Dixon status as not only an alum, but one with connections to one of the few successful eras of TCU basketball is something that makes him uniquely qualified to turn the Frogs from cellar-dwellers to contenders.
“I think it gives more passion,” Shepherd said. “It’s TCU for TCU. He has that type of thing going on. He wants to do the best for his community, which is TCU.”
Dixon’s degree makes for a nice recruiting pitch, too.
“I think it brings something different,” he said. “Not many coaches out there are coaching at the place they went to school. I made the choice to come there. I had choices to be at other great places, other great programs, move to other great places and I think I‘m recognizing it more.
“I don’t think I saw it initially but now that I’ve been at it and I’ve seen and I’ve looked around, you can sell, you can talk about a different experience than the other coaches can. We talk about once you go to TCU, it’s not a four-year decision, it’s a decision for life.
“There’s no better example than myself.”
TCU’s investment in basketball appears to be initially paying off. The Frogs are 8-0 heading into tonight’s matchup with their crosstown counterpart, SMU, tonight. The schedule they’ve conquered to remain unbeaten is no Goliath, but when you’ve spent as much time as TCU has with that zero on the front end of your record, strength of schedule is of little consequence, at least at this point.
“It doesn’t happen overnight,” Dixon said at Big 12 media day before the season. “The administration is expressing that and there’s some things that I have to bring to their attention, too as well.
“And then there’s things that are happening over time. Next year there’s going to be something that’s hot that everybody’s going to do and you’ve got to stay up with that. That’s what I learned at Pitt. You’ve got to stay up with the times and advantages because it’s a war out there.”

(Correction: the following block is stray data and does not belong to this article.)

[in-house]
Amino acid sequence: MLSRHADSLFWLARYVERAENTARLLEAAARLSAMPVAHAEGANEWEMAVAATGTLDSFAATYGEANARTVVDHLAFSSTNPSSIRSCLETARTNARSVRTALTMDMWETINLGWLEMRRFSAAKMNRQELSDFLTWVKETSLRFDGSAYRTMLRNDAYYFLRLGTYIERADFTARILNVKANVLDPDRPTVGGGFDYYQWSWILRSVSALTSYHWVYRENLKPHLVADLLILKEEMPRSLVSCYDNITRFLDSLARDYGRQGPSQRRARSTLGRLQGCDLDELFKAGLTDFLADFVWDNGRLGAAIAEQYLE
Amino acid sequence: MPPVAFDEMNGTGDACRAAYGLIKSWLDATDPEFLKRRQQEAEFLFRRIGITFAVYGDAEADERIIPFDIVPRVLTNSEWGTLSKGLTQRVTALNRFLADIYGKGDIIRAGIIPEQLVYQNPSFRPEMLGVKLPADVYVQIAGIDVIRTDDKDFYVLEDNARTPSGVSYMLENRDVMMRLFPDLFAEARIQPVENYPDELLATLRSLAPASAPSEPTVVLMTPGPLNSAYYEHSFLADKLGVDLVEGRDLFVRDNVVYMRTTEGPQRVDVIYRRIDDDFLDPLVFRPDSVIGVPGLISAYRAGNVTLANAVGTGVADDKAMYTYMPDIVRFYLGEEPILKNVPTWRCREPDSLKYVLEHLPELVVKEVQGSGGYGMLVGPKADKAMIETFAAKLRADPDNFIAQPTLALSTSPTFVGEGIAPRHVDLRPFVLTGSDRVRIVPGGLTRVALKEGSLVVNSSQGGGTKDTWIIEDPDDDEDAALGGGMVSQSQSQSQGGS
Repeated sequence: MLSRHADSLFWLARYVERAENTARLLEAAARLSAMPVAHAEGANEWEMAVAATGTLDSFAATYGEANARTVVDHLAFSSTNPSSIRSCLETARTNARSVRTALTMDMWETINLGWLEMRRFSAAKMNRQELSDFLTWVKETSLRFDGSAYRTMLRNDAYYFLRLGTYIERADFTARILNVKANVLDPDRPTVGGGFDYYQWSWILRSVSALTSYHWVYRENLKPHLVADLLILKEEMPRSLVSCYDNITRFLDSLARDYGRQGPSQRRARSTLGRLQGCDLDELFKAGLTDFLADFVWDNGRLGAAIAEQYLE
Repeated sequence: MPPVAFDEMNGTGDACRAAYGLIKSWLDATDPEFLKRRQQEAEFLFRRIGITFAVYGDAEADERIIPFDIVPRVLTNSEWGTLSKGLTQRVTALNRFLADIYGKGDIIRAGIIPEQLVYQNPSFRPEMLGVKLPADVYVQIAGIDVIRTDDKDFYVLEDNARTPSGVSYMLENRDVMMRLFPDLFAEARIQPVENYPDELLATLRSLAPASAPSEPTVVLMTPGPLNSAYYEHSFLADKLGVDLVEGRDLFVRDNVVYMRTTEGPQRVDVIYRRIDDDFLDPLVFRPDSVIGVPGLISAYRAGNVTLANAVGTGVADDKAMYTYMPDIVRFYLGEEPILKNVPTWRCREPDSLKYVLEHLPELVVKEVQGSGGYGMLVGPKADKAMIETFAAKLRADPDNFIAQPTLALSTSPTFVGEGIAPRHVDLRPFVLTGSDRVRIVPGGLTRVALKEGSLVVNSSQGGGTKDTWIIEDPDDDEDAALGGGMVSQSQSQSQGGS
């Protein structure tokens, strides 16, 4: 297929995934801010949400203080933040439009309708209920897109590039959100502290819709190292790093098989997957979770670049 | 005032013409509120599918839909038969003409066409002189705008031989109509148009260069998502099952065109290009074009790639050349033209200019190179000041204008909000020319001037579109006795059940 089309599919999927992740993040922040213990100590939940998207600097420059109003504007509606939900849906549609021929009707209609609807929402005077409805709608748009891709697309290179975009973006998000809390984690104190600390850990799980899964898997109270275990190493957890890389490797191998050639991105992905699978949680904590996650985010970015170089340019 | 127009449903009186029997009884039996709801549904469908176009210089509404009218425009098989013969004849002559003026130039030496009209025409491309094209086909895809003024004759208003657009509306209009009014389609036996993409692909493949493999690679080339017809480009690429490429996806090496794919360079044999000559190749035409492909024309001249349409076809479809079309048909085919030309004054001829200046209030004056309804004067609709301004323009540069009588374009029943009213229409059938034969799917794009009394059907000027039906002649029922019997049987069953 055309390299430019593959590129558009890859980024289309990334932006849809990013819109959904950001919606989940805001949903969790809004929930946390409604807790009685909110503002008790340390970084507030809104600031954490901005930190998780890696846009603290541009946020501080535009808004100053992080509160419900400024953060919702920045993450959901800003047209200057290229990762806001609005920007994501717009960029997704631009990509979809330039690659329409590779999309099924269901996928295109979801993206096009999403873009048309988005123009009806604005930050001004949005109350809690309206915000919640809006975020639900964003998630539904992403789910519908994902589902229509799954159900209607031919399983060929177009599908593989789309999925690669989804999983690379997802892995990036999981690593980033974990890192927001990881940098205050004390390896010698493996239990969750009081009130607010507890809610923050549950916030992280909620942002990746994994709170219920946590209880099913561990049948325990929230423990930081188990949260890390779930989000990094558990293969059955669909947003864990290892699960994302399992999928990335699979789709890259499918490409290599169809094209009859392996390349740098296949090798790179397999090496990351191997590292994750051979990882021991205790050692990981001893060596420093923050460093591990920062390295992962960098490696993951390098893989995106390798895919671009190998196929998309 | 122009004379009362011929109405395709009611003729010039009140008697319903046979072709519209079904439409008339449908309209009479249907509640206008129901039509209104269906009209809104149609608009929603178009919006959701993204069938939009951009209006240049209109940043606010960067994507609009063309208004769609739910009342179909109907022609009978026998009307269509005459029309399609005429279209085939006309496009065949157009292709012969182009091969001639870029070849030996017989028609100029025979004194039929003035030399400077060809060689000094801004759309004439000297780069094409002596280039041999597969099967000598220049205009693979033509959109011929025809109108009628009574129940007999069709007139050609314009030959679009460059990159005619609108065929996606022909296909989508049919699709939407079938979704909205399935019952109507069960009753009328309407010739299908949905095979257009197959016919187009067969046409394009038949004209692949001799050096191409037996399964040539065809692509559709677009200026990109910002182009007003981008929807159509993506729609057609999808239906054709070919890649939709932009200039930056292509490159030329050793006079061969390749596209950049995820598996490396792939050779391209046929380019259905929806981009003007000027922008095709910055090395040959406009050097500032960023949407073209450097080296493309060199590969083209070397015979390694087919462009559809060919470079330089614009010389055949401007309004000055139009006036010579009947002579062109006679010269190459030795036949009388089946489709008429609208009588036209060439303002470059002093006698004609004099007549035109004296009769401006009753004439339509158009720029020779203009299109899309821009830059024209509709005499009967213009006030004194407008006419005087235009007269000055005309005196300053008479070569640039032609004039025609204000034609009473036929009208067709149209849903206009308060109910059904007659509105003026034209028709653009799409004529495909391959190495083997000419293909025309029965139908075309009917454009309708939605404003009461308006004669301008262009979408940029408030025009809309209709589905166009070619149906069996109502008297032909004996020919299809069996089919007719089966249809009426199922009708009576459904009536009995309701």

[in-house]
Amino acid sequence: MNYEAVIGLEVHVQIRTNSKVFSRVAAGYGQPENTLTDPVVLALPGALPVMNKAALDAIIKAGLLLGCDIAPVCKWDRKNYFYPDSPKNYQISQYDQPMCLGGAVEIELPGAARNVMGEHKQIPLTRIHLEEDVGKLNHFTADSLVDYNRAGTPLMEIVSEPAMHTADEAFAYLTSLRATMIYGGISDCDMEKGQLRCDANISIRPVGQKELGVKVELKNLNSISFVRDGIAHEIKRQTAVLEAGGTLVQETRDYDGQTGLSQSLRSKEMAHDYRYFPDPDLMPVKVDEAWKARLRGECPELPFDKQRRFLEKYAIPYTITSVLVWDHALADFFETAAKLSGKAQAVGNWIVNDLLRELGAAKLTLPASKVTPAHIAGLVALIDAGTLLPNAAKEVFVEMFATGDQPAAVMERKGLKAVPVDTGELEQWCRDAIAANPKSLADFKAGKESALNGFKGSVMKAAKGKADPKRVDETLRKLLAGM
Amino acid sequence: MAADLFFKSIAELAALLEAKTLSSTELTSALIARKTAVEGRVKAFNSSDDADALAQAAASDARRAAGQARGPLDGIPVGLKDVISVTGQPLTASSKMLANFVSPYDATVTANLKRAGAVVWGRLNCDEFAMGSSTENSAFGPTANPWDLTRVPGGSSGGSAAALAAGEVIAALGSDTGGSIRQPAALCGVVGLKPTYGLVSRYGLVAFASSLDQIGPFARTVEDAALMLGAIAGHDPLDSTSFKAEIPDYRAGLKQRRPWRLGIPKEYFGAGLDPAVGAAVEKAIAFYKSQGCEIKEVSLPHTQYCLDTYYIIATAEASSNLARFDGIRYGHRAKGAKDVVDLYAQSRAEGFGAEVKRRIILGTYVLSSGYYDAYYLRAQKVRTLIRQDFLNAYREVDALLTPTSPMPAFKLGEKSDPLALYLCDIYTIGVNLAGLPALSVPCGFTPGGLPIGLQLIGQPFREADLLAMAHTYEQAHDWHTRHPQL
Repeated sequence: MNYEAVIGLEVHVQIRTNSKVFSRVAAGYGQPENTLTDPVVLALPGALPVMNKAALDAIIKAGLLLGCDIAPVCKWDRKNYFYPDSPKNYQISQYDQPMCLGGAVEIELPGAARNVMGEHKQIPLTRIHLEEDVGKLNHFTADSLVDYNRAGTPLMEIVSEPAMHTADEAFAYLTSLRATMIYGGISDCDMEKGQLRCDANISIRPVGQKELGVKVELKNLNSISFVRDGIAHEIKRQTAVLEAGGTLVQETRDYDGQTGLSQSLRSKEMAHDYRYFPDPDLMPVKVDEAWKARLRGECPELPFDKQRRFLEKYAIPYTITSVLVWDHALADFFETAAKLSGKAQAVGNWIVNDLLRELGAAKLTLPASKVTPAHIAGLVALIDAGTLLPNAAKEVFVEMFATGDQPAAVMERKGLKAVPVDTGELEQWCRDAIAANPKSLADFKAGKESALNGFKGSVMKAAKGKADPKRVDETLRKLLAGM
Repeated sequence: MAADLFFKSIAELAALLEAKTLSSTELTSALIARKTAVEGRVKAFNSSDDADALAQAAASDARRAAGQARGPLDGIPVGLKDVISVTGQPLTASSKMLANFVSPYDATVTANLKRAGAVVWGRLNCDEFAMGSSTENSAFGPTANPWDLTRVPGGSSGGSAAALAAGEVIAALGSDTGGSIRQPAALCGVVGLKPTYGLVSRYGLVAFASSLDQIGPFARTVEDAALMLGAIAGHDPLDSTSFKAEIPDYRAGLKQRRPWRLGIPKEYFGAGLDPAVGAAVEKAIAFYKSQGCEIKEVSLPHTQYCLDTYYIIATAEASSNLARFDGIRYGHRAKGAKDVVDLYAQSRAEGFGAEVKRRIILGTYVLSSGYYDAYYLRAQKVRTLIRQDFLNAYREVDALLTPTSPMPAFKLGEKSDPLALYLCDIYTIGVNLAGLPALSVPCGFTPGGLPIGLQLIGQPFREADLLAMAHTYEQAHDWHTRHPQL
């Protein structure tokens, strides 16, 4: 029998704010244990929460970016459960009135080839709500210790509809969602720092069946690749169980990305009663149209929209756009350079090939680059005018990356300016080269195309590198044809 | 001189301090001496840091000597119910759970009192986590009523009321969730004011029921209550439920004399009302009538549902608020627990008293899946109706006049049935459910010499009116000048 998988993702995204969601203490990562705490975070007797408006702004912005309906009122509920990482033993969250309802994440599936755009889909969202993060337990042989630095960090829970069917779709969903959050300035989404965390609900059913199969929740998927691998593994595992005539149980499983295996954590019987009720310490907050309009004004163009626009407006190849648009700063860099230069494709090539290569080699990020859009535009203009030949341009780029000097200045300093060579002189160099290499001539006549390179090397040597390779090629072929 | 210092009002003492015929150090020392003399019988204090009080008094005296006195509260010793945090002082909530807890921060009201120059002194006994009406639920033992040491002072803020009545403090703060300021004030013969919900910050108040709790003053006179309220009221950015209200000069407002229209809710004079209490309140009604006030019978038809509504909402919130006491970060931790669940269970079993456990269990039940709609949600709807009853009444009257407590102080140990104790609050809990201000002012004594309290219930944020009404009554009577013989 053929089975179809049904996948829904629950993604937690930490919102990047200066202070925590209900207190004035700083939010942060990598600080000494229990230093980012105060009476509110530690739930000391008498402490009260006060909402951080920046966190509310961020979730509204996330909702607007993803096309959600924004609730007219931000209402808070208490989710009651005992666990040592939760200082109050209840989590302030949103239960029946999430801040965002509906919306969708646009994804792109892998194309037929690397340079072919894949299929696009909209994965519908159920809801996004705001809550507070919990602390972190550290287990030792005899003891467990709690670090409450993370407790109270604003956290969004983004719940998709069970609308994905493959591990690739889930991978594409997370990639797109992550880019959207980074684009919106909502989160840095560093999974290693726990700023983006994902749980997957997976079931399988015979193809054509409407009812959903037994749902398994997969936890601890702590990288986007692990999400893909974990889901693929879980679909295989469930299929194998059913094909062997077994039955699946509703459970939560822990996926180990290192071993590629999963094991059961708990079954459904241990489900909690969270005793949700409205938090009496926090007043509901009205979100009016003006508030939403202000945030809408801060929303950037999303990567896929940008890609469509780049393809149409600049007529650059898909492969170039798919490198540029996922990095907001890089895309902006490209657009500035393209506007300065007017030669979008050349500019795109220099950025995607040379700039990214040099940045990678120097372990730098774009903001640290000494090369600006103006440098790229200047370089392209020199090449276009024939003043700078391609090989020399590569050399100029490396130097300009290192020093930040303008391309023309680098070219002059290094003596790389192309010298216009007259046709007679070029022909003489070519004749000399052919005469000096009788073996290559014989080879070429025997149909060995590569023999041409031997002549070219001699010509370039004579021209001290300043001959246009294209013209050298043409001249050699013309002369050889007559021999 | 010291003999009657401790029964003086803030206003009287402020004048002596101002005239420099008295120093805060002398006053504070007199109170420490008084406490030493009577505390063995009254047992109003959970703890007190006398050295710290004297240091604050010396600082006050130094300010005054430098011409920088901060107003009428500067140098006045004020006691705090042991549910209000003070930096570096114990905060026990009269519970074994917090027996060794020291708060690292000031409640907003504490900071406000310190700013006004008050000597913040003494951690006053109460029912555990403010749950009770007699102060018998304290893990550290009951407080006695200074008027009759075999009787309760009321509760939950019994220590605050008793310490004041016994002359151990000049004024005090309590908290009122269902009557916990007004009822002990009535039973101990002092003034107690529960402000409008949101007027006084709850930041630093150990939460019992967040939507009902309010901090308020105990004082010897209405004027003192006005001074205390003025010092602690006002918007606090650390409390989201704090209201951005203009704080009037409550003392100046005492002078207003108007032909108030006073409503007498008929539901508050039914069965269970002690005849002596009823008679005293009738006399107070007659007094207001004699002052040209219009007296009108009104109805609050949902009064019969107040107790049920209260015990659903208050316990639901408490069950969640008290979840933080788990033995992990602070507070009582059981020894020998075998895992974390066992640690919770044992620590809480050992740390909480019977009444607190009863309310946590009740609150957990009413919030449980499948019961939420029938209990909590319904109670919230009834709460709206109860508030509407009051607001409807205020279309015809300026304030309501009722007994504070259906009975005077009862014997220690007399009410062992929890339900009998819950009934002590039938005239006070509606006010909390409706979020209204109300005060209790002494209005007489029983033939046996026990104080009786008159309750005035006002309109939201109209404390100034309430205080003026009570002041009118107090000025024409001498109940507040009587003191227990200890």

The real war is always on the recruiting trail, where it looks as though TCU is making up ground in the talent-rich Lone Star State. Kevin Samuel, a four-star center from Houston, and R.J. Nembhard, a four-star guard from right outside Dallas, are both signed for the 2017 class.
The Horned Frogs may be seeing early returns, but their true return on investment won’t be known for some time. TCU, even with a fast start, wouldn’t appear to be on an NCAA tournament track this season. Building a program, especially one with little previous historical tradition and playing in one of the country’s toughest league, takes time.
“You don’t want to say, that’s how we did it at Pitt. You don’t want to say that every sentence,” Dixon said, “but we’ve had experience building something from nothing. That’s the reality of it at Pitt. We need to do that.”
Part of that begins with changing perception. An 8-0 start – and potentially a win against SMU – would helps in that department. Dixon, though, has already begun to change the way TCU is thought of.
Before they got Samuel and Nembhard, the Horned Frogs got Fisher, getting out in front of any aircraft-related negative recruiting.
“When you’re picked 10th and you finish at the bottom,” Dixon said, “we’re easier to take shots at. They can find them and people are more apt to believe it too.”
So are the darkest days now behind TCU?
“The losses that we had,” Shepherd said, “it built character within each player, just knowing where we came from, where we want to be and where we’re going.
“It builds character.”
With the character secure, it’s now on Dixon and TCU to build a program.